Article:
If you would rather focus on what you can eat instead of what you can’t, opt for a balanced diet rich in vegetables, fruits, lean protein, and whole grains. Depending on your other health needs, consider targeting a heart healthy, anti-inflammatory, or low-fat diet. No matter your choice, consider finding a regular place in your diet for cranberries, fish, nuts, chocolate, soy, leafy greens, mangoes, squash, and other foods that are naturally rich in antioxidants and valuable nutrients.

Building Your Own Treatment Regimen

After you have identified the most effective topical treatments and diet for your individual symptoms, consider upping the ante (without spending money). Exercise therapy can be highly effective for some people with psoriasis. In addition to increasing your sun exposure and offering a wealth of benefits to your entire body, exercise can promote range of motion and relieve swelling and pain for those with psoriatic arthritis.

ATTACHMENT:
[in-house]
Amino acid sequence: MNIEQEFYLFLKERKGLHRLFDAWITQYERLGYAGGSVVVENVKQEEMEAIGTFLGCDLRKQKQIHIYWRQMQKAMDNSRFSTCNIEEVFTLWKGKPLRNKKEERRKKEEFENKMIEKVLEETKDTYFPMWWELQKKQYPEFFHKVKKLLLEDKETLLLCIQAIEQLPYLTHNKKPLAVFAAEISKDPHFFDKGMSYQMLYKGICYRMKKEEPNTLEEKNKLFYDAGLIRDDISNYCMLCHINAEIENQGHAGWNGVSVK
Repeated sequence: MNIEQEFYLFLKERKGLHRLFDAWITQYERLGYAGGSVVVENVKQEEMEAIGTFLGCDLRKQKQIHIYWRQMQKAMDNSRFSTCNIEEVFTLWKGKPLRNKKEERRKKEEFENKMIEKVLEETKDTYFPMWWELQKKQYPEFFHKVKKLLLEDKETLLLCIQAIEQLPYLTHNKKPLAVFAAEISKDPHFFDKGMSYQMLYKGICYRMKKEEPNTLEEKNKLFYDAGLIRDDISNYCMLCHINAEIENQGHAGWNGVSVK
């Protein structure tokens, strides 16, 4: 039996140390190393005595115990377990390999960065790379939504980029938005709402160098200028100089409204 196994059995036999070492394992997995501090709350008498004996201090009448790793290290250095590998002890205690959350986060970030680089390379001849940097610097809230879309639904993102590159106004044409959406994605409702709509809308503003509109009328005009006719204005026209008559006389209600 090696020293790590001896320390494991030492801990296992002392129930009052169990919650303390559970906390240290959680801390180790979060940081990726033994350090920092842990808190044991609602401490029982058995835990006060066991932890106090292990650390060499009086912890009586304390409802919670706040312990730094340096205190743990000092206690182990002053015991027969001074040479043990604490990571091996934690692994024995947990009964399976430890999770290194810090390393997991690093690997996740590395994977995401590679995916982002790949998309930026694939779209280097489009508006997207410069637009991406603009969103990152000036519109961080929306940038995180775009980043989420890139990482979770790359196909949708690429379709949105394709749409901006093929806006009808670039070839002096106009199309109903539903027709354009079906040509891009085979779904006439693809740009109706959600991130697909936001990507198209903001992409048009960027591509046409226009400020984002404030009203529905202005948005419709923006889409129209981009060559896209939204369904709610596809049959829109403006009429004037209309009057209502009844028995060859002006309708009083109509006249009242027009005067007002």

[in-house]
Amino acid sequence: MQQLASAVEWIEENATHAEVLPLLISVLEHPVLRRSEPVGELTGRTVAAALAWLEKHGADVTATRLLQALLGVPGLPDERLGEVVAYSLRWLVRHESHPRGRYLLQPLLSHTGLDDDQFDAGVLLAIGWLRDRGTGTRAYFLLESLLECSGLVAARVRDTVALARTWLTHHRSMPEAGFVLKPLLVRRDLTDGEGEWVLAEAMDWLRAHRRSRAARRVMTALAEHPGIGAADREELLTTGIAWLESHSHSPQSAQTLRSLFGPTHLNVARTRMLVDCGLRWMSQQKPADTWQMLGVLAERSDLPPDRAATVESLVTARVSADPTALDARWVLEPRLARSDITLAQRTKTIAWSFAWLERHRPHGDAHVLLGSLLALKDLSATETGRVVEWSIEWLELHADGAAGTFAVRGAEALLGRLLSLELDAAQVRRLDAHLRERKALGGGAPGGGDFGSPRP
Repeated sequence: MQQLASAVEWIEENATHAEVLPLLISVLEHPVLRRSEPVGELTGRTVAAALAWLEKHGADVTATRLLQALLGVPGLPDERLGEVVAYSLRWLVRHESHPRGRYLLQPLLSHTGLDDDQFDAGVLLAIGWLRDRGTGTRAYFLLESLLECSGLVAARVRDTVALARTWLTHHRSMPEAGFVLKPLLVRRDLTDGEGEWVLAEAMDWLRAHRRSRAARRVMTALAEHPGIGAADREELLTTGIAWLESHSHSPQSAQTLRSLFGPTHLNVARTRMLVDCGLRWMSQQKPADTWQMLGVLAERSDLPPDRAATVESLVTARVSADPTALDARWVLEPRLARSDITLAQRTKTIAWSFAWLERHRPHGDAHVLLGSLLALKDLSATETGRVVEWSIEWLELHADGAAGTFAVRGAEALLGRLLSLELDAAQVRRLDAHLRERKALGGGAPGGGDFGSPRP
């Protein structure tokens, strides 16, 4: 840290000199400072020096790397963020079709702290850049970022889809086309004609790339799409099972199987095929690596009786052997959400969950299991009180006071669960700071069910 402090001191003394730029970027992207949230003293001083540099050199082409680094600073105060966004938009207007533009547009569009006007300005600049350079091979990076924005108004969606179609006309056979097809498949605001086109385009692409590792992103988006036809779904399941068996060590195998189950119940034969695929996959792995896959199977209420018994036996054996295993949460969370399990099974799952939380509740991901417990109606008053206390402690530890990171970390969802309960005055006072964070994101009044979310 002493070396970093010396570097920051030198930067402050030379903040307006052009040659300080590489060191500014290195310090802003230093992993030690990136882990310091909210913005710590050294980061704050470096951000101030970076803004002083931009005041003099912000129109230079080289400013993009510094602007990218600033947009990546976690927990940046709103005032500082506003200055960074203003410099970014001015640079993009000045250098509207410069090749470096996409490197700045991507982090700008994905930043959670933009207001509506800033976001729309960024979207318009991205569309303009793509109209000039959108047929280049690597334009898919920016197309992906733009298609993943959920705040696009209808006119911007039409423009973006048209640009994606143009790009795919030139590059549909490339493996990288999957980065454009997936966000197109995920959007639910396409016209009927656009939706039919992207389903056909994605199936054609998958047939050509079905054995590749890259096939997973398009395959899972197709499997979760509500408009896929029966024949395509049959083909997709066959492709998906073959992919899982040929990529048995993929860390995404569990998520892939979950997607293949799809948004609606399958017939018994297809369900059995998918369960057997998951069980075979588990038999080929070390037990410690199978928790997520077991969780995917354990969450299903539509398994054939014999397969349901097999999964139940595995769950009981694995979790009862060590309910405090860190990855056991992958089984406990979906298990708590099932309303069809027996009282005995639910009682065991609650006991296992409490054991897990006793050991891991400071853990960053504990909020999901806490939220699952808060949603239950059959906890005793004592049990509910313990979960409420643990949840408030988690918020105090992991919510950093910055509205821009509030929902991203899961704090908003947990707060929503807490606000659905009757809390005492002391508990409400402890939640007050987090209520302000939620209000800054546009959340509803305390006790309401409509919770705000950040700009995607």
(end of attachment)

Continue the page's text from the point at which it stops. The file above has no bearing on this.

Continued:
Regular exercise (aim for five times each week) can come in a variety of forms. Find the most enjoyable option and make it fit into your schedule—no excuses. Great options for beginners include walking, swimming, stationary cycling, yoga, tai chi, and badminton. Stretch before and after each workout as well as throughout the day, particularly if you have arthritis. If your psoriasis limits the activities that are comfortable for you, ask a health professional or trainer for advice on finding a safe activity for you.

Collectively, a home treatment plan that you maintain and alter as necessary may be your ticket to clearer skin and fewer attacks. Home-based therapies can be at least as important to your health and recovery as pharmaceuticals, and may even enable you to use fewer pharmaceuticals in the long run. Pay attention to your symptoms, track your progress, and make your at-home therapies the answer you’ve been searching for!